SERMON 6/2/13 Pentecost 2C – Church of the Good Shepherd, Dunedin, FL
When I was growing up I, like many of my friends, loved comics, movies, and Saturday morning cartoons, all based on the adventures of superheroes. Superman, Spiderman, Wonder Woman, and the Incredible Hulk were some of my most favorites. The whole idea of someone possessing incredible power, as a result of some life-altering transformation, which could be used to fight crime, injustice, and to stand up to those opposed to good, is really very appealing isn’t it. When we think of our heroes, we want to be just like them.
Now, I have to admit that there is still a little bit of a kid in me today. I still like superhero movies, but the characters I enjoy watching today, are folks like Batman and Iron Man. Why? Well, for the most part these two guys are just normal human beings, who happen to possess great, but not unusual strength and yet, what makes them superheroes is the fact they have some really cool toys. Batman has his Kevlar suit, his utility belt, and yes, that amazing car. Iron Man? Well, obviously he has that awesome titanium suit of armor! C’mon, you have to dig Iron Man’s armor. It’s full of electronics, it can fly, he has some kind of power laser thing in his hands, and most of all, he just plain looks good wearing it. Maybe these two superheroes are a little more popular these days, because they are more like us; regular folks. Underneath all those gadgets, they are just as vulnerable to the temptations of power, as the rest of us. Beyond the flash of their electronics and Kevlar suites, superheroes wrestle with balancing the power they possess, with the need for humility, in the midst of that power. It is this struggle with power and humility that encourages, and yet, sometimes threatens our ability to accomplish the mission of love, the mission of justice, mercy, love, reconciliation, and grace, which as followers of Jesus, we have undertaken.
In today’s gospel reading we hear a story about a man of power that encountered Jesus. This man, who in the eyes of Roman society was probably very much like a superhero of sorts; not like a Superman or Spiderman, but more like Iron Man or Batman. A Centurion was a regular guy, who possessed great, but not unusual strength, and yet had some really cool gadgets; a sword, armor, shield, and by the way, the power of the Roman government behind him. “The Centurion was a professional officer of the Roman army that commanded 80 men. Centurions could be elected, appointed by the Senate, or promoted ‘from the ranks’ for a variety of reasons. Being held personally responsible for the training and discipline of the legionaries under their command, centurions had a well-deserved reputation for dealing out harsh punishment. Evidence suggests that centurions had important social status and held powerful positions in society.” Centurions were powerful people, who commanded authority and yes, people listened when they spoke.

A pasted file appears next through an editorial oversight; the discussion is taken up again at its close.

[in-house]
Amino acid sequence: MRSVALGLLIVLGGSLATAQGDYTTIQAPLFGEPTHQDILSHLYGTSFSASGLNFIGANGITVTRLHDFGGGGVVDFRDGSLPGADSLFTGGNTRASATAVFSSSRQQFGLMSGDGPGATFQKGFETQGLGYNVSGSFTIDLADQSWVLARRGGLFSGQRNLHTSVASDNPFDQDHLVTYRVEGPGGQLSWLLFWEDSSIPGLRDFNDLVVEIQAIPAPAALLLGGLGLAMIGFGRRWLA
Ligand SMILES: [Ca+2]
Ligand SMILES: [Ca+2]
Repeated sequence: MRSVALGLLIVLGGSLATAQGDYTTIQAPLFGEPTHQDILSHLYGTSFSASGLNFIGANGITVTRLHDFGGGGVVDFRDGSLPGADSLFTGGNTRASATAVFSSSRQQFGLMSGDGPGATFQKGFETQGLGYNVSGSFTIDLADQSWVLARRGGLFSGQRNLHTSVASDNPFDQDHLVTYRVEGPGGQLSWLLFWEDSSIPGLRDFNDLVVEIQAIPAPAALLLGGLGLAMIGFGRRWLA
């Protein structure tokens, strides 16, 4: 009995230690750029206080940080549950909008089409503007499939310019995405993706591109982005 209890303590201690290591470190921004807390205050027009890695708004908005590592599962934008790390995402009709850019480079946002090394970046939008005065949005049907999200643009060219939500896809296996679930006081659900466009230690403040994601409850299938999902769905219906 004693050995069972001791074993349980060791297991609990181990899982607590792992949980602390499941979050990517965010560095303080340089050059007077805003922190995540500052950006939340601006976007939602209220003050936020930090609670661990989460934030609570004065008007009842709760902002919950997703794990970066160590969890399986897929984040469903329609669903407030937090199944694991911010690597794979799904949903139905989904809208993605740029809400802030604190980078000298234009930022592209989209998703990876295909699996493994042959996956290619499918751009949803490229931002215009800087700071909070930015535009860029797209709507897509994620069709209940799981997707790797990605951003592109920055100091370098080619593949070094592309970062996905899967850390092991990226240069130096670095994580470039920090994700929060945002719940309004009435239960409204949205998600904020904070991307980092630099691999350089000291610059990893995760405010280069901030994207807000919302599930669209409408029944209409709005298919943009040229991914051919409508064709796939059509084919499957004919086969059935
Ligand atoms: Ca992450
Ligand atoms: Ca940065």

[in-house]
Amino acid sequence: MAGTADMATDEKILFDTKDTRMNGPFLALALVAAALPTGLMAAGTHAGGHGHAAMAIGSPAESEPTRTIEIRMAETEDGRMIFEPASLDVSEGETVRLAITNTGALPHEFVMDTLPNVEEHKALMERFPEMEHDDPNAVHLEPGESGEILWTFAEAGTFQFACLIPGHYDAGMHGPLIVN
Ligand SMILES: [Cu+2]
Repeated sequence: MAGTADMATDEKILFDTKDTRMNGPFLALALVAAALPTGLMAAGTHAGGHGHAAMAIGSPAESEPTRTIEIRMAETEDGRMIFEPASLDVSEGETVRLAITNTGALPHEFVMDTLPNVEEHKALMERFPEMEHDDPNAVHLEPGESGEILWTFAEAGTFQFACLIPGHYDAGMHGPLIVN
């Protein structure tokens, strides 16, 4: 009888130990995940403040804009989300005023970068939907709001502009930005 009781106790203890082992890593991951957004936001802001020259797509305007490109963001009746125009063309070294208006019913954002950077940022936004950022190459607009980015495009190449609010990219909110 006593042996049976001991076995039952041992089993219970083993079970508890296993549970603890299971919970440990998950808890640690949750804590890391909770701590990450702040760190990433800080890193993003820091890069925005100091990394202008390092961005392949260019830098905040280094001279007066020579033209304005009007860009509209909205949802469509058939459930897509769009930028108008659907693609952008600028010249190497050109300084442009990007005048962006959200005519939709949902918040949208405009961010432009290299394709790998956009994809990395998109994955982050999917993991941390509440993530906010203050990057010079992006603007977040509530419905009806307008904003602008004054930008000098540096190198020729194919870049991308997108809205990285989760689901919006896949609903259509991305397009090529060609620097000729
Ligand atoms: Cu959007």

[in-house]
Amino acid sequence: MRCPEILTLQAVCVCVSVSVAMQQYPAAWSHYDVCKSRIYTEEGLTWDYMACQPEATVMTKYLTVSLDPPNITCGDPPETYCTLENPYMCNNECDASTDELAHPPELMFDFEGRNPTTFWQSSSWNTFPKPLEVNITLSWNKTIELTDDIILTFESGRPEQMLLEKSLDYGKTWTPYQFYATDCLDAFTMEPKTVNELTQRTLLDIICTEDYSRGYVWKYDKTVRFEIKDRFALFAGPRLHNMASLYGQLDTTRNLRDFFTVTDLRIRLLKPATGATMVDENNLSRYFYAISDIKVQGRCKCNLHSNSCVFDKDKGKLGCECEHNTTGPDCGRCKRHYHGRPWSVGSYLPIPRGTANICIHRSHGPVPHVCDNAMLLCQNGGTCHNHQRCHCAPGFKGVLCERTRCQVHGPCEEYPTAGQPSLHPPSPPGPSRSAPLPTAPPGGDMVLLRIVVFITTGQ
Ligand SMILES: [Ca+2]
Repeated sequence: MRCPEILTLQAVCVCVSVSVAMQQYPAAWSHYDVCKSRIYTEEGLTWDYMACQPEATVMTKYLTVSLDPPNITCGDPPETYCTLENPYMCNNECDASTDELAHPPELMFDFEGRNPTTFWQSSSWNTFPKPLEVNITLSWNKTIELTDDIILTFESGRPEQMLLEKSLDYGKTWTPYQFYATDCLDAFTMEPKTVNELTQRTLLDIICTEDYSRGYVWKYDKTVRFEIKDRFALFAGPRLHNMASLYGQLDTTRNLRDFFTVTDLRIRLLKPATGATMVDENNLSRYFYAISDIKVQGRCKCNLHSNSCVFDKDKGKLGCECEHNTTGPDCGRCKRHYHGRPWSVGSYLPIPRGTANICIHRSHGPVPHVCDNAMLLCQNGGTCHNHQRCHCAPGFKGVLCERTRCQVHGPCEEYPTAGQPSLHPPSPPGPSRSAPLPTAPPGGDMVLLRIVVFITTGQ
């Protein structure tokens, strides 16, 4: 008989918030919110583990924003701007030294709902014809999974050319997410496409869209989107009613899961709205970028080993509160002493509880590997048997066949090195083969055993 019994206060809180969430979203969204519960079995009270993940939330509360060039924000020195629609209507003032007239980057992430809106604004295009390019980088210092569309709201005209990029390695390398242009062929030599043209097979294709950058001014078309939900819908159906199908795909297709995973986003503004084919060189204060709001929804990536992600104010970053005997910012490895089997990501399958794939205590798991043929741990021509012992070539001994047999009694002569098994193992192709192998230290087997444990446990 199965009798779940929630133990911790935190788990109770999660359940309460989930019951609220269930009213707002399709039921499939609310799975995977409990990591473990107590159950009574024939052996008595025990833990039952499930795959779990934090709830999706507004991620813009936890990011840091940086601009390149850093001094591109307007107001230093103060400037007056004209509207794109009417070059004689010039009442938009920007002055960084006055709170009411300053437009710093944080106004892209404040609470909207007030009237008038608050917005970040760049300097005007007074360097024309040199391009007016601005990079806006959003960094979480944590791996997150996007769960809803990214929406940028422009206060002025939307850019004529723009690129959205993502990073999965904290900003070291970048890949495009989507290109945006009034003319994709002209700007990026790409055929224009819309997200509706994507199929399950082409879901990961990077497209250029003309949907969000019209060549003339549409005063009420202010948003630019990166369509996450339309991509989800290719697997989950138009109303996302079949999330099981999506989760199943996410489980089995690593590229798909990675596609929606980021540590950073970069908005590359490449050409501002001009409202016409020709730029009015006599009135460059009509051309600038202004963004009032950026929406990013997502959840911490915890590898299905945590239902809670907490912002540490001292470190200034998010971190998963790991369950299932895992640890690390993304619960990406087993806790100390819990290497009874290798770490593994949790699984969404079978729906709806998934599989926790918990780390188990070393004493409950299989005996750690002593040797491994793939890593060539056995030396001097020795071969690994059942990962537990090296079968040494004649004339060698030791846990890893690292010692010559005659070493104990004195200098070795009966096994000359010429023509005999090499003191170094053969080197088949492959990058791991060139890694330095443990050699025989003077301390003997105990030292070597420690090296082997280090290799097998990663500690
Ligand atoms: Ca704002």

This encounter between the Centurion and Jesus is rather unique because, Jesus and he never met face-to-face and yet, Jesus changed the Centurion’s life dramatically. The Centurion, the man of power and great authority, had a servant who was evidently very ill and so, he sent two delegations to intercede with Jesus, on his behalf. Knowing a little bit about the nature of Roman culture, you would think the Centurion might not go visit Jesus, because the Roman was of a higher social status. However, according to the story, he actually considers himself unworthy for Jesus even to come to his house. This must have been a shocking twist for many original hearers of this encounter. This was a man wrestling with a tension between power and humility. From this man’s viewpoint, it was his humility, his deep self-awareness that grace was not about worthiness or power, which won the day.
They appealed to him earnestly, saying, “He is worthy of having you do this for him, for he loves our people, and it is he who built our synagogue for us.” The leaders of the local community came and appealed to Jesus to heal the Centurion’s servant. They proclaimed the worthiness of their Roman hero and rightfully so, because he was unlike any other Roman officer they had known before. Not only had he built a synagogue for the people, he showed them love. Wait a minute, that doesn’t sound like the Centurions dealt out harsh punishment or held important social status and powerful positions in society.” No, he set aside that power reputation for a character of humility, fully revealed in acts of love for a people, not of his own kinship. You see, the faith to recognize God’s grace, God’s unmerited favor, God’s outrageous love, has nothing to do with our own sense of worthiness and power, but it has everything to do with accepting it, and my friends, that takes humility.